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Fortnite
Fortnite is an online video game first released in 2017 and developed by Epic Games. It is available as separate software packages having different game

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Not to be confused with fortnight. Fortnite Genres VariousDeveloper(s) Epic GamesPublisher(s) Epic GamesPlatforms Microsoft Windows, macOS, Nintendo Switch, PlayStation 4, Xbox One, iOS, AndroidPlatform of origin Microsoft WindowsYear of inception 2017

Fortnite is an online video game first released in 2017 and developed by Epic Games. It is available as separate software packages having different game modes that otherwise share the same general gameplay and game engine. The game modes include Fortnite: Save the World, a cooperative shooter-survival game for up to four players to fight off zombie-like creatures and defend objects with fortifications they can build, and Fortnite Battle Royale, a free-to-play battle royale game where up to 100 players fight in increasingly smaller spaces to be the last person standing. Both game modes were released in 2017 as early access titles; Save the World is available only for Microsoft Windows, macOS, PlayStation 4, and Xbox One, while Battle Royale has been released for those platforms in addition for Nintendo Switch, iOS and Android devices.

While both games have been successful for Epic Games, Fortnite Battle Royale became a resounding success, drawing in more than 125 million players in less than a year, and earning hundreds of millions of dollars per month, and since has been a cultural phenomenon.

Contents
  • 1 Game modes
  • 2 Development
    • 2.1 Fortnite: Save the World
    • 2.2 Fortnite Battle Royale
  • 3 Reception
    • 3.1 Awards
  • 4 References
  • 5 External links
Game modes

Currently, Fortnite is distributed as two different games, though each game uses the same engine and has similar graphics, art assets, and game mechanics.

  • Fortnite: Save the World is designed as player-versus-environment game, with four players cooperating towards a common objective on various missions. The game is set after a fluke storm appears across Earth, causing 98% of the population to disappear, and the survivors to be attacked by zombie-like "husks". The players take the role of commanders of home base shelters, collecting resources, saving survivors, and defending equipment that help to either collect data on the storm or to push back the storm. From missions, players are awarded a number of in-game items, which include hero characters, weapon and trap schematics, and survivors, all of which can be leveled up through gained experience to improve their attributes.
  • Fortnite Battle Royale is a player-versus-player battle royale game for up to 100 players, allowing one to play alone, in a duo, or in a squad (Usually consisting of three or four players). (Players airdrop from a "Battle Bus" that crosses the game's map without any weapons. When they land, they must scavenge for weapons, items, and resources, avoiding being killed while attacking other players. Over the course of a round, the safe area of the map shrinks down in size due to an incoming storm; players outside that safe area take damage and can be killed. This forces remaining players into tighter spaces and encourages player encounters. The last player, duo, or squad alive is the winner.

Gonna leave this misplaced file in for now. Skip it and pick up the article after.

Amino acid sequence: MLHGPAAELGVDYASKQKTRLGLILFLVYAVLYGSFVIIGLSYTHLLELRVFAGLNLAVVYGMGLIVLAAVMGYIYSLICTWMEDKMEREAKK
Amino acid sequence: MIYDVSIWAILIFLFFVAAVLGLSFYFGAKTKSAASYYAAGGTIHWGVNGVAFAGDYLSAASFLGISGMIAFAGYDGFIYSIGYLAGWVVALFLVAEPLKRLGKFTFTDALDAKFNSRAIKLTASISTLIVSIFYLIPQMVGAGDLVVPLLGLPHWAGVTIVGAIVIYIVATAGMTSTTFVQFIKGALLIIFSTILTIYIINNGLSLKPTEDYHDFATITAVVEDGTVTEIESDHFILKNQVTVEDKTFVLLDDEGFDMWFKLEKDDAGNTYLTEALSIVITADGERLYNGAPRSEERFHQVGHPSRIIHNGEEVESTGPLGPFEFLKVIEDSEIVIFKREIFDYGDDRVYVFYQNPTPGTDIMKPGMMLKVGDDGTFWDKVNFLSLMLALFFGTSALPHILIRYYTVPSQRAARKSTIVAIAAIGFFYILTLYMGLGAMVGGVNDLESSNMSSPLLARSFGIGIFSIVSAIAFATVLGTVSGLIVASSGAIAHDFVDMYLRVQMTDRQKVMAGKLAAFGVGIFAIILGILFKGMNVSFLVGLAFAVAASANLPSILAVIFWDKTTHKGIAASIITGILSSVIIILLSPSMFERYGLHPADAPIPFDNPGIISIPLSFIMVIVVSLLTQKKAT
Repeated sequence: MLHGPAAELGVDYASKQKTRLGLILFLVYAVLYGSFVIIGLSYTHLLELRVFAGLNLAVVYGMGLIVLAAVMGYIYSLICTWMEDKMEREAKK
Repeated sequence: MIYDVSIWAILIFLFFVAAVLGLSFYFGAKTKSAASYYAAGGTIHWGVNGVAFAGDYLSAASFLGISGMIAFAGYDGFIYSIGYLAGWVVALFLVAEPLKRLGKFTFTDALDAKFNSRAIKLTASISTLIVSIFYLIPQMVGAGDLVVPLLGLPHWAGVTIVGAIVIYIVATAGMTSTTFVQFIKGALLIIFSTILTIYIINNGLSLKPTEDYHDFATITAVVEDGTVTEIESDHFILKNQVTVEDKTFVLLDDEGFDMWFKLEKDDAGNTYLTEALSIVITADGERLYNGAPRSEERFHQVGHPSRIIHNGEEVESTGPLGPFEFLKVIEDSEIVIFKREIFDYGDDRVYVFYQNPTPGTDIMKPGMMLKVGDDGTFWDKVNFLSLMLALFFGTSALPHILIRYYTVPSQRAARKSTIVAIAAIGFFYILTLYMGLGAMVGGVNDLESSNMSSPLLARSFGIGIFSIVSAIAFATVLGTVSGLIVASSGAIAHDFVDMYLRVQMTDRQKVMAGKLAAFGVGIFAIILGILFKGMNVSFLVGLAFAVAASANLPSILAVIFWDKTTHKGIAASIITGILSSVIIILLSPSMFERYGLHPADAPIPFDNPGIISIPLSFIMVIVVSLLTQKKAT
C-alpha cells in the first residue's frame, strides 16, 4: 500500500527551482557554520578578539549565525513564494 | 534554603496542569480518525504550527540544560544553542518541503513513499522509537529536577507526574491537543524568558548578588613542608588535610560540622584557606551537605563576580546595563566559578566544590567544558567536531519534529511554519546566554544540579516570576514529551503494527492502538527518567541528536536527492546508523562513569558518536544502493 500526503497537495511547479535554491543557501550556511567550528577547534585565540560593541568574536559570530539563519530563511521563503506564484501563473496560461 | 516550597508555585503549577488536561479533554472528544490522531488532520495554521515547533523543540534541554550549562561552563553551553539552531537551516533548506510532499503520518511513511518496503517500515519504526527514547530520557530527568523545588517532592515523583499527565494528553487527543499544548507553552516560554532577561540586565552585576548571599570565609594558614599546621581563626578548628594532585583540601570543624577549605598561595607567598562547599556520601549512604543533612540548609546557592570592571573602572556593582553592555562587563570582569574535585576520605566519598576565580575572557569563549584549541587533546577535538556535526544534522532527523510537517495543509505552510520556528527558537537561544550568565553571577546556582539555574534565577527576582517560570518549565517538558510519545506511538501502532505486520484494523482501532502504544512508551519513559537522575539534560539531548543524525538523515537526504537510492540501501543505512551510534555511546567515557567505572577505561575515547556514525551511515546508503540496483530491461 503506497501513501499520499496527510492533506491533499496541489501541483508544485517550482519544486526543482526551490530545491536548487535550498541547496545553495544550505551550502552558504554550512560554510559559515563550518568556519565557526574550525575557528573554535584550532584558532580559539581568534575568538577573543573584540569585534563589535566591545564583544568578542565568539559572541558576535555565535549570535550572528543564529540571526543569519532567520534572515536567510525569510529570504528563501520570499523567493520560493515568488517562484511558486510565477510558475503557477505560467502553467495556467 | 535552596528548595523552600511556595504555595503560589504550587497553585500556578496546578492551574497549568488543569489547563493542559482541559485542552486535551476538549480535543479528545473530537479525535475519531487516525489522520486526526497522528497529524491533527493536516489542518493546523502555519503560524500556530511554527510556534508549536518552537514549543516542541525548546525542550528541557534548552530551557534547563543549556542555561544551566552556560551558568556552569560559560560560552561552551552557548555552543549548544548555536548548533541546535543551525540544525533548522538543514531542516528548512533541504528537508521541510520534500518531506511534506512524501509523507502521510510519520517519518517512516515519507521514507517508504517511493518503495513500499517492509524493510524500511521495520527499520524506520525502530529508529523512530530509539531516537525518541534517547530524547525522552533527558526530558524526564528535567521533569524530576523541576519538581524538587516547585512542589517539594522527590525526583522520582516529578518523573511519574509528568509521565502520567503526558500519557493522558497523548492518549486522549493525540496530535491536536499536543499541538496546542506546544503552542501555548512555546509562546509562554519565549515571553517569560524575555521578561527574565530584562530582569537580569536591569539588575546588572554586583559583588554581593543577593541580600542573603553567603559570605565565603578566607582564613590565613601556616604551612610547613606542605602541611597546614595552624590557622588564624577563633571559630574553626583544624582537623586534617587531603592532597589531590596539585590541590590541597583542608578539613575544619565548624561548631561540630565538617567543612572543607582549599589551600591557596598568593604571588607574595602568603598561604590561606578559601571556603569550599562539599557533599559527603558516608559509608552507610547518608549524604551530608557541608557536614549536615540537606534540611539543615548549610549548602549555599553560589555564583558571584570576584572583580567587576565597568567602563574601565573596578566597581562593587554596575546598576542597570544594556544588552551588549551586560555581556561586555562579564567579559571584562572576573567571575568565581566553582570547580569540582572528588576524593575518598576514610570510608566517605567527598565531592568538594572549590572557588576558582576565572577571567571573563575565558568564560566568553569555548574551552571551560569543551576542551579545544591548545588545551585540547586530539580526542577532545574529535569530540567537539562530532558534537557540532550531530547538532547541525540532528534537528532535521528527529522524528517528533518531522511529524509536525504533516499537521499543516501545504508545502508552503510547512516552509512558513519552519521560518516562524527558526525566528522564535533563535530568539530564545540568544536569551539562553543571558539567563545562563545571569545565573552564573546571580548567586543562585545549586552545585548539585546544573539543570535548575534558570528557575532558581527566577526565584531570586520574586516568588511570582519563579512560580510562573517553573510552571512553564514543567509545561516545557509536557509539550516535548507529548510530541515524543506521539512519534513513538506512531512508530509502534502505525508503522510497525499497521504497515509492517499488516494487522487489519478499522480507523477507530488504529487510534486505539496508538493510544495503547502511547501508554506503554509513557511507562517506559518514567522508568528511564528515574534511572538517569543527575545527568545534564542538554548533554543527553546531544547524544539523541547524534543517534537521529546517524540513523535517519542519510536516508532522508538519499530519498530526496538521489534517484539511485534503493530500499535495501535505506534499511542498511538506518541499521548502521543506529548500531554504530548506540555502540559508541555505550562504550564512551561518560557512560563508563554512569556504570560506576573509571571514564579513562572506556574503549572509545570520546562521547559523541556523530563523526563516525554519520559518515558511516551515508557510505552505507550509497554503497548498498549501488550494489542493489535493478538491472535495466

In both modes, players can use a pickax to knock down existing structures on the map to collect basic resources, like wood, brick, and metal, to build fortifications with, such as walls, floors, and stairs. Such fortification pieces can be edited to add things like windows or doors. The materials used have different durability properties and can be updated to stronger variants using more materials of the same type. Within "Save the World" this enables players to create defensive fortifications around an objective or trap-filled tunnels to lure husks through. In "Battle Royale", this provides the means to quickly traverse the map, protect oneself from enemy fire, or to delay an advancing foe.

Both game modes are set to be free-to-play titles, though presently, "Save the World" is in early access and requires purchase to play. Both games are monetized through the use of V-Bucks, in-game currency that can be purchased with real-world funds, but also earned through completing missions and other achievements in "Save the World". V-Bucks in "Save the World" can be used to buy pinatas shaped like llamas to gain a random selection of items. In "Battle Royale", V-Bucks can be used to buy cosmetic items like character models or the like, or can also be used to purchase the game's Battle Pass, a tiered progression of customization rewards for gaining experience and completing certain objectives during the course of a "Battle Royale" season.[1][2]

Development Fortnite: Save the World Main article: Fortnite: Save the World § Development

Fortnite began from an internal game jam at Epic Games following the publishing of Gears of War 3 around 2011. Though it was not initially one of the developed titles during the jam, the concept of merging the construction game genre, representing games like Minecraft and Terraria, and shooter games arose, leading to the foundation of Fortnite.[3][4] Development of Fortnite slowed due to several issues, including switching from the Unreal Engine 3 to Unreal 4, a deeper role-playing game approach to extend the life of the game, and a switch of art style from a dark theme to a more cartoonish style. Further, Epic was looking to get into the games as a service model, and brought in Chinese publisher Tencent to help; Tencent took a large stake in Epic as part of this, leading to the departure of several executives, including Cliff Bleszinski, who had been a key part of Fortnite's development. Fortnite's approach was changed to be Epic's testbed for games as a service, and further slowed the development.[5][6]

Ultimately, Epic was able to prepare to release Fortnite as a paid early access title in July 2017, with plans to release it as free-to-play sometime in 2018 while gaining feedback from players to improve the game.[7][8][9] With the release of Fortnite Battle Royale, the player-versus-environment mode was distinguished as "Save the World".